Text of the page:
Organizations are producing more communications than ever before, from multiple departments and across multiple channels. However, those communications are often unclear and irrelevant. The result? Increased call center volume, greater costs, and poor client experiences (CX).
But did you know that improving your customer communications is a surefire way to enhance your CX?
Forrester’s Customer Experience Index (CXi) tracks several “drivers” of customer experience for a number of industries, and customer communications is one of the few universal drivers which affects customer experience for every industry.
The reality is that whether you’re sending a transactional document such as a statement or bill, an insurance policy, an application form or ad hoc correspondence, your organization should see it as an opportunity to build your brand loyalty, improve retention and increase ROI.
Think about all the touchpoints your company has with your customers. When and why are they interacting with you, through what channels, with what goals and outcomes? What software are you using to serve each touchpoint and channel?
Today, we’ll look at the people, processes and technologies of customer communication management (CCM) and customer experience (CX), and will explore the ways in which you can improve your customer communications to increase customer satisfaction and enhance your customers’ overall experience with your brand.
Focusing on the client experience
Delivering first-rate customer communications begins with being passionate about the work you’re doing, and priding yourself in creating documents as unique as your customers. To ensure you’re delivering clear, relevant customer communications that improve the experience, consider putting the following suggestions into practice:
1. Conduct a customer communications assessment
It’s not uncommon for organizations to have inventories of customer communications—like forms, letters and notices—that have grown so large they struggle to keep track of their own documents. Personnel often feel bogged down in obsolete or redundant communications that are inconsistent with their company’s branding standards. Not only does this kind of situation degrade the efficiency of your operations—it’s also lowering the level of service you can provide to your customers, while hampering your bottom line.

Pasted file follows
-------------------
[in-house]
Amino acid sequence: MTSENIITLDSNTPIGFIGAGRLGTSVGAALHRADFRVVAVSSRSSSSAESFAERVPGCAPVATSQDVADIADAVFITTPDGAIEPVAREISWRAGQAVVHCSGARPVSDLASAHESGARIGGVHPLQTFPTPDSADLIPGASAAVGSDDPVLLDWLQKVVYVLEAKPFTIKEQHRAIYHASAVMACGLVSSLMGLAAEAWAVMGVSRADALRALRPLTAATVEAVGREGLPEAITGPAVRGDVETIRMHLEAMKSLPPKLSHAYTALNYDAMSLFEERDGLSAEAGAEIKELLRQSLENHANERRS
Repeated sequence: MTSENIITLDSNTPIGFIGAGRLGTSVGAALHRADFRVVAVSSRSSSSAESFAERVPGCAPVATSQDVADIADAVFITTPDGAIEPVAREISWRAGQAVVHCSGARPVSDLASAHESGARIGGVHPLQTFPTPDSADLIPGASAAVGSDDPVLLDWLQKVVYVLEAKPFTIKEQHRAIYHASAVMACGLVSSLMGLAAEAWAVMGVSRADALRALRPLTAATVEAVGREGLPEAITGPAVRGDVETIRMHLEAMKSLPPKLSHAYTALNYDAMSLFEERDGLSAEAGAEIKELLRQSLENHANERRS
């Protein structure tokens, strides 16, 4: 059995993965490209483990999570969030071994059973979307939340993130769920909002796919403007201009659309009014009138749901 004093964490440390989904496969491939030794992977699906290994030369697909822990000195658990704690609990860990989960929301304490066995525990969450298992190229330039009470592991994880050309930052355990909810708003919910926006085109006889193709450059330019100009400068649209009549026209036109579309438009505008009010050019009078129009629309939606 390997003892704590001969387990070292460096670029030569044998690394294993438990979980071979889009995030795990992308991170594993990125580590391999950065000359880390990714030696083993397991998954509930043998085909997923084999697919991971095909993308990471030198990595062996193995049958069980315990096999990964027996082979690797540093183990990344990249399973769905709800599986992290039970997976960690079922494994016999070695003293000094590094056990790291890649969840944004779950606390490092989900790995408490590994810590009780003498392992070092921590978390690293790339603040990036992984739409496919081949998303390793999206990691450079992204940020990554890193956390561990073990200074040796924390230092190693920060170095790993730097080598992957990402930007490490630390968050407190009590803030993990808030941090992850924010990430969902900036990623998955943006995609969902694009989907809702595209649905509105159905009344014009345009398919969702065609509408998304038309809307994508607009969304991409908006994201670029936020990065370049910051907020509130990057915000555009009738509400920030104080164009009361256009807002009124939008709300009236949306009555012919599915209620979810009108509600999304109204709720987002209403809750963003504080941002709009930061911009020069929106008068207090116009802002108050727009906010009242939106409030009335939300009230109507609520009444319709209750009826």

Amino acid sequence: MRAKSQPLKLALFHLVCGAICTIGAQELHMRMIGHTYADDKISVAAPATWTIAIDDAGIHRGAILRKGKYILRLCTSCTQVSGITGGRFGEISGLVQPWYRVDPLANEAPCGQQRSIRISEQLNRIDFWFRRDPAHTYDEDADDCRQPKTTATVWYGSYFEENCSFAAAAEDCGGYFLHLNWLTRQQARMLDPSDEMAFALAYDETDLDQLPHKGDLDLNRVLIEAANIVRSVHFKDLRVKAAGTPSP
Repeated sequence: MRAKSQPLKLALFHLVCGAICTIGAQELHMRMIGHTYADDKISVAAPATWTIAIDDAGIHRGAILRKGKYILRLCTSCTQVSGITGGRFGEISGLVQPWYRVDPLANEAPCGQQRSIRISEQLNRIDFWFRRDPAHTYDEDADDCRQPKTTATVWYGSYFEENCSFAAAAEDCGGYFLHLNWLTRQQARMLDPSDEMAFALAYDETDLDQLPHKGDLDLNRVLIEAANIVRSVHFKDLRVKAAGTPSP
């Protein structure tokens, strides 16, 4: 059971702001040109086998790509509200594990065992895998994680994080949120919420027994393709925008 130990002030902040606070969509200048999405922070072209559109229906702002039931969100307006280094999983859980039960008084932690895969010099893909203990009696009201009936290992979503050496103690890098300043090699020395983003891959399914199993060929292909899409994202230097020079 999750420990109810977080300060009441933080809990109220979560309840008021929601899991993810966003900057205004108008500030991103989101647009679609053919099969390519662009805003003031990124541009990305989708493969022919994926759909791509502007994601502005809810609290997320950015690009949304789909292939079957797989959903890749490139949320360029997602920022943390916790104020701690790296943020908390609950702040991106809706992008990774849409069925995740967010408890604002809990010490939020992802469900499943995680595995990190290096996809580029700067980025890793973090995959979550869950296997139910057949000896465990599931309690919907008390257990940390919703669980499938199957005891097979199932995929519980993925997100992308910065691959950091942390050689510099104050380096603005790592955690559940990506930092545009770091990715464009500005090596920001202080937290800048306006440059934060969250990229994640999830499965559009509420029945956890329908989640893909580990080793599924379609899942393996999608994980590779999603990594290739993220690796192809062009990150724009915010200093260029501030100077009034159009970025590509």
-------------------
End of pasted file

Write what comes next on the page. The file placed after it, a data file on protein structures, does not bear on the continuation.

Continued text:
A customer communications assessment involves cataloging the inventory of documents that are in scope for your project, helping you identify content and design inconsistencies, reusable content, and opportunities to reduce the volume of documents across lines of business.
2. Reevaluate the way you communicate with your customers
Your communications overhaul should begin with a thorough assessment of your client communications to discover where you can streamline, rewrite, and design content. A scoping workshop with your project stakeholders will help identify the issues you’re trying to resolve, and define the project’s success criteria. If possible, usability testing with your customers may help you identify first-hand what they find confusing and where the potential lies for improving your communications to meet their individual needs.
3. Write in plain language
In order to improve your customer communications, the key is to simplify and clarify your content. No matter what you need to communicate, your team should be shaping your content into clear, digestible language that’s just right for the people who need to read it. Incorporating any insights gained from any workshops you may have, apply plain language writing and proven information design principles to create truly personalized communications that are functional, clear and relevant. The idea is to transform your regulatory documents into powerful marketing and retention tools.
4. Adopt an integrated approach to design
Of course, no design is successful until it’s in production—that’s why we recommend taking an integrated approach to design. Throughout the design process, consult with your information architects and programmers to avoid the common pitfalls of designing in isolation of your data, systems, operational, and production environments. By marrying the creative and the technical worlds, you can be confident that the designs you approve upfront will be delivered operationally without compromise.
If your company has already prioritized CX improvement, then you’ve probably spent a fair amount of time and effort to understand your customers’ journeys; you’ve likely analyzed their pain points, and now have a pretty good understanding of your brand’s relationship with them. If so, that’s great—and it’s exactly what you should be doing to remain competitive in today's marketplace.
Have you taken it to the next step, though, and used those customer journey assessments to help you plan a digital experience delivery technology architecture that will serve customers’ needs throughout their complete lifecycle with your brand, and be able to continue to do so well into the future?
The implication is clear: to win customers and foster loyalty, brands need to provide a consistent, positive experience at every interaction, across all touchpoints and channels—and CCM software is the perfect solution to move forward this effort.